Staunton, May 15 – No great power can base its policies toward is neighbors “exclusively” on the basis of how they treat its co-ethnics, a Russian analyst says, but Moscow’s pursuit of close ties with regimes “that are continuing a conscious policy of de-Russification” is disturbing -- especially in the light of its hostility states that treat Russians better.
In an article in yesterday’s “Vedomosti,” Vladislav Inozemtsev, the director of the Moscow Center for Research on Post-Industrial Society, bemoans the fact that Moscow is seeking closer ties with regimes that mistreat ethnic Russians even though the February 2013 foreign policy strategy document says that defending them is “one of the tasks of our foreign policy” (vedomosti.ru/opinion/news/11979021/gde_russkim_zhit_horosho?full#cut).
To be sure, he says, “no one ever declares publically and clearly that Russia is prepared to really act on behalf of this high goal.”
The president sets Russia’s foreign policy course, Inozemtsev points out; and Vladimir Putin “is not only convinced that the collapse of the Soviet Union was ‘the greatest geopolitical catastrophe of the 20th century,’ but suggests that the USSR ‘was all the same Russia only under a different name.’”
As a result, Moscow’s approach to the countries of the post-Soviet space has been “defined by their readiness to participate” in Moscow-led efforts that allow the Kremlin to maintain “the illusion of a Soviet renaissance,” such as the Eurasian Union. But these efforts have some curious features.
On the one hand, those countries in Central Asia which are inclined to “play with Moscow” in this regard attract and keep the Kremlin’s attention, while “the Baltic countries which long ago entered the European Union and NATO are unofficially recognized as cursed enemies.”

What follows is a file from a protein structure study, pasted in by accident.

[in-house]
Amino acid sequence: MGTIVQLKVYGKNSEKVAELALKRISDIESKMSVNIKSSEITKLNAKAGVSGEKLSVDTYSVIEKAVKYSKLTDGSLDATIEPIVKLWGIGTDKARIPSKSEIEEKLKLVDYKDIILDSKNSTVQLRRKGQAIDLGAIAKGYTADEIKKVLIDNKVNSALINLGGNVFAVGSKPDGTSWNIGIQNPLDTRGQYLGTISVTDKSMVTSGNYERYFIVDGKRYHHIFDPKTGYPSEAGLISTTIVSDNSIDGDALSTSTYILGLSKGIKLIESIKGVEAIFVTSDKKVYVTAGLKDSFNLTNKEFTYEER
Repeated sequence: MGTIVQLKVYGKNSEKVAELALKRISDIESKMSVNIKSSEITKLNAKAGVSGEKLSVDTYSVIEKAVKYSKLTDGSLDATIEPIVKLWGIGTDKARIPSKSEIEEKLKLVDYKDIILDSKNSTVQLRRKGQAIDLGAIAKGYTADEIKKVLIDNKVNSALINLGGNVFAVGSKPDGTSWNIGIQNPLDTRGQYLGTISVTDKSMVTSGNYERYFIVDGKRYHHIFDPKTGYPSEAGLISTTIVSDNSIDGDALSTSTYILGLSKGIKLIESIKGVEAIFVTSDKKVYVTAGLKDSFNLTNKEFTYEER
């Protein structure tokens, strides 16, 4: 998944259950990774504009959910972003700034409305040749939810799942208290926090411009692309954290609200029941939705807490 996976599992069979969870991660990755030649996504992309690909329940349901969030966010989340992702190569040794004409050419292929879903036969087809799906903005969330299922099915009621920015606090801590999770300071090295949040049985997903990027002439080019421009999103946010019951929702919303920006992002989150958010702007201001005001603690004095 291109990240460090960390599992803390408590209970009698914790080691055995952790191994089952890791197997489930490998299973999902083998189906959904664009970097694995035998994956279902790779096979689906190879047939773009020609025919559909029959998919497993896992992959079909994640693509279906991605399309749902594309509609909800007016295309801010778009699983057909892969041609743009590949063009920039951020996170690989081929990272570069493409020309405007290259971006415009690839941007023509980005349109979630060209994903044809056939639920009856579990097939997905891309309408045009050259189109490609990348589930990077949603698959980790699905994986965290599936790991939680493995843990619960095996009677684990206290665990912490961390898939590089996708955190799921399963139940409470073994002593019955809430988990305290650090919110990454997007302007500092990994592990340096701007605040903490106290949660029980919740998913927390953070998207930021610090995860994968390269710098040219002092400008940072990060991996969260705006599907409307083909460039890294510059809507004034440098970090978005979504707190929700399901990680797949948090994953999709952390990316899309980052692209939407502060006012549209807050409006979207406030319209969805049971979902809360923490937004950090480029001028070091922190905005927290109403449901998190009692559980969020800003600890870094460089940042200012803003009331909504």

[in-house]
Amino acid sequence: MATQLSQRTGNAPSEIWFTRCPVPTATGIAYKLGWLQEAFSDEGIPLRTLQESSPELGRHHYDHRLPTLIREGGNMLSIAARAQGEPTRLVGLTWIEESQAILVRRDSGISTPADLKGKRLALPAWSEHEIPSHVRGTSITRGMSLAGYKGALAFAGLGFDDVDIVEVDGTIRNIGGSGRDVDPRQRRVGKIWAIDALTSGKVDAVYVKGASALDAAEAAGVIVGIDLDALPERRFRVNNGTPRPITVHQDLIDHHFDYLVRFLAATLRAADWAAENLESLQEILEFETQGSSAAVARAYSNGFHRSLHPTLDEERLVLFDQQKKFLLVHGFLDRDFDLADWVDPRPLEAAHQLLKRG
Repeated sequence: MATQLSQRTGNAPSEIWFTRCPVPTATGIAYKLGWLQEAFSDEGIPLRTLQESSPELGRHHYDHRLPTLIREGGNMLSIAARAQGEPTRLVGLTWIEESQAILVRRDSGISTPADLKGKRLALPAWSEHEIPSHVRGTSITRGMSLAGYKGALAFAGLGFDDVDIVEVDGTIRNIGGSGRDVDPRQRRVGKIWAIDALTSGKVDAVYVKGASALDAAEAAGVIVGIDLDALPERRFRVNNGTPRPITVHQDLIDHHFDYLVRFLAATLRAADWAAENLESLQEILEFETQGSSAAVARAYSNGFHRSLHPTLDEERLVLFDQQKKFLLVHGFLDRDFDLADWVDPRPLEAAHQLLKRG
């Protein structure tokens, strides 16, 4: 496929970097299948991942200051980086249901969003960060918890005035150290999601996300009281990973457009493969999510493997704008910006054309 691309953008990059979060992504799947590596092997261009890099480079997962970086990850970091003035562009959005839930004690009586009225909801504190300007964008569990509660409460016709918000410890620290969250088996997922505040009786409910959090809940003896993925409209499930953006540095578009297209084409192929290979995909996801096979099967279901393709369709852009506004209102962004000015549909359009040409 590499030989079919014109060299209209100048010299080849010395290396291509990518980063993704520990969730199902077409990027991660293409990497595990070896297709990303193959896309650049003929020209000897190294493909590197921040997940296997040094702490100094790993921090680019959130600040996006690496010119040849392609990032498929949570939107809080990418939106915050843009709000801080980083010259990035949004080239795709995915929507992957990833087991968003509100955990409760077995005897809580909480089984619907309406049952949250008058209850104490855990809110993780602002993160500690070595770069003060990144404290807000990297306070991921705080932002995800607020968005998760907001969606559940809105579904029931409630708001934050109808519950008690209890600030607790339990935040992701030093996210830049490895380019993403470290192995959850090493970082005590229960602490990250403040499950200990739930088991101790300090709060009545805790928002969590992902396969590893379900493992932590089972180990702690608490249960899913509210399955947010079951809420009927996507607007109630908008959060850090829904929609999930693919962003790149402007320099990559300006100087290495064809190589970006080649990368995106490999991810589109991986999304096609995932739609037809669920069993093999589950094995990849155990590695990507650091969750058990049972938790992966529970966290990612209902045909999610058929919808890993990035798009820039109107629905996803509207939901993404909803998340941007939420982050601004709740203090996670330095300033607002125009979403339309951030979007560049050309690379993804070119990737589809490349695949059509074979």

Such an approach “does not seem” to Inozemtsev to be either “morally” justified or “politically” promising because “it is based on forgetting historical experience and closing one’s eyes to processes that are now going on in the post-Soviet space.”
At the end of Soviet ties, there were 25.3 million ethnic Russians living in the non-Russian republics. Nine million plus of them lived in Central Asia where they formed significant portions of the population, but because governments there discriminated against and mistreated Russians, four million of them left, “the most radical ‘decolonization’ in history.”
But in Estonia, Latvia and Lithuania, “a mass exodus of Russians did not occur. Aside from the 135,000 Russian troops, only about 65,000 Russians have left Latvia, only 44,000 have left Estonia, and only 37,000 have left Lithuania. As a result, Latvia now has the highest percentage of ethnic Russians in its population (26.9 percent) and Estonia, the second highest (25.3 percent), in the ormer Soviet space.
Not only are these figures higher than they were in the 1930s, but since 2010, “the consulates of Latvia and Estonia in Moscow have received more applications from those who have left to return than the consulates of Russia in these countries have about entering Russia.” And there are ethnic Russians in key posts in both of these Baltic countries.